Investment clampdown is working, APRA figures reveal

by Julia Corderoy01 Sep 2015
Year-on-year growth in investment lending has shown signs of cooling, suggesting the recent clampdown has begun to finally take effect.

Total investor credit growth in the twelve months to July 2015 has slowed to 11.4%, according to APRA’s latest banking statistics released yesterday, following 15% year-on-year growth in the twelve months to June 2015. Annual growth now sits just above APRA’s guideline of 10%.  

Westpac – which is also Australia’s largest lender to investors – is the only major bank to keep growth below APRA’s guideline, recording investment growth of 9.6% in the year to July. Westpac’s total investment loan book currently sits at $156.3 billion. 

Commonwealth Bank recorded growth just over APRA’s limit, at 10.1%, while ANZ record year-on-year growth of 11.8%. NAB is still well above the banking regulator’s guidelines, with year-on-year investment lending growth of 14.3%.

However, NAB is the only major lender who did not announce a blanket rate increase on new and existing investment loans. The third-largest lender to investors instead announced increased interest rates on interest-only home loans. It is also worth noting that NAB’s investor loan portfolio is still $63 billion less than Westpac’s.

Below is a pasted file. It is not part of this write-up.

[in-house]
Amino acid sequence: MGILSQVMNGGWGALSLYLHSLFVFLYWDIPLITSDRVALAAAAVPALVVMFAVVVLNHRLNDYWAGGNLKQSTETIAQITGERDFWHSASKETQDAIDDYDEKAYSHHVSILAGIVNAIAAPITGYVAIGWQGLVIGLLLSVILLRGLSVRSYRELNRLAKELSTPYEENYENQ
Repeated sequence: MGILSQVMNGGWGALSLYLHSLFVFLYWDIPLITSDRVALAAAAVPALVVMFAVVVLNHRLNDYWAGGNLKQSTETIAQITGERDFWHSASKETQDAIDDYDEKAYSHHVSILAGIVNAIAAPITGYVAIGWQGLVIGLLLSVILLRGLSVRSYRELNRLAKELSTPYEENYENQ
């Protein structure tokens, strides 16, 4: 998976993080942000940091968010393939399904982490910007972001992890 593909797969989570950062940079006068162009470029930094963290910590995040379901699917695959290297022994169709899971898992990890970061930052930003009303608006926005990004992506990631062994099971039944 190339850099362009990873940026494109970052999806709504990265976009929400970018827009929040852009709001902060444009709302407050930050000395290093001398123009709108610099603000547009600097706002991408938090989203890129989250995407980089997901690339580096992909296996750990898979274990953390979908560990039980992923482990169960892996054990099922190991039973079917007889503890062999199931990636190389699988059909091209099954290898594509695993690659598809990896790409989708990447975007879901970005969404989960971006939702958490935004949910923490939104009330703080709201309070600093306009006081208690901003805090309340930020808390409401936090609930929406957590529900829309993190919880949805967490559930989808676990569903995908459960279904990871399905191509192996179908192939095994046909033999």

Macquarie Bank posted the largest year-on-year percentage increase in investment lending over the twelve months to July, growing its investment lending by 79% over the period. However, the non-major’s total investor loan book is just $9.2 billion. 

By dollar value, Westpac posted the largest increase, despite being the only major lender to slow growth below APRA’s 10% limit. Over the twelve months to July, the major bank wrote $13.7 billion worth of investment loans.


  • by SEQ Broker 1/09/2015 9:00:53 AM

    Meal while folks, non bank lenders investment books are through the roof....

  • by sigh.... 1/09/2015 9:27:58 AM

    What a debacle. The biggest drop off of investment loans was in the states that actually need the growth, & not the so called "problem areas".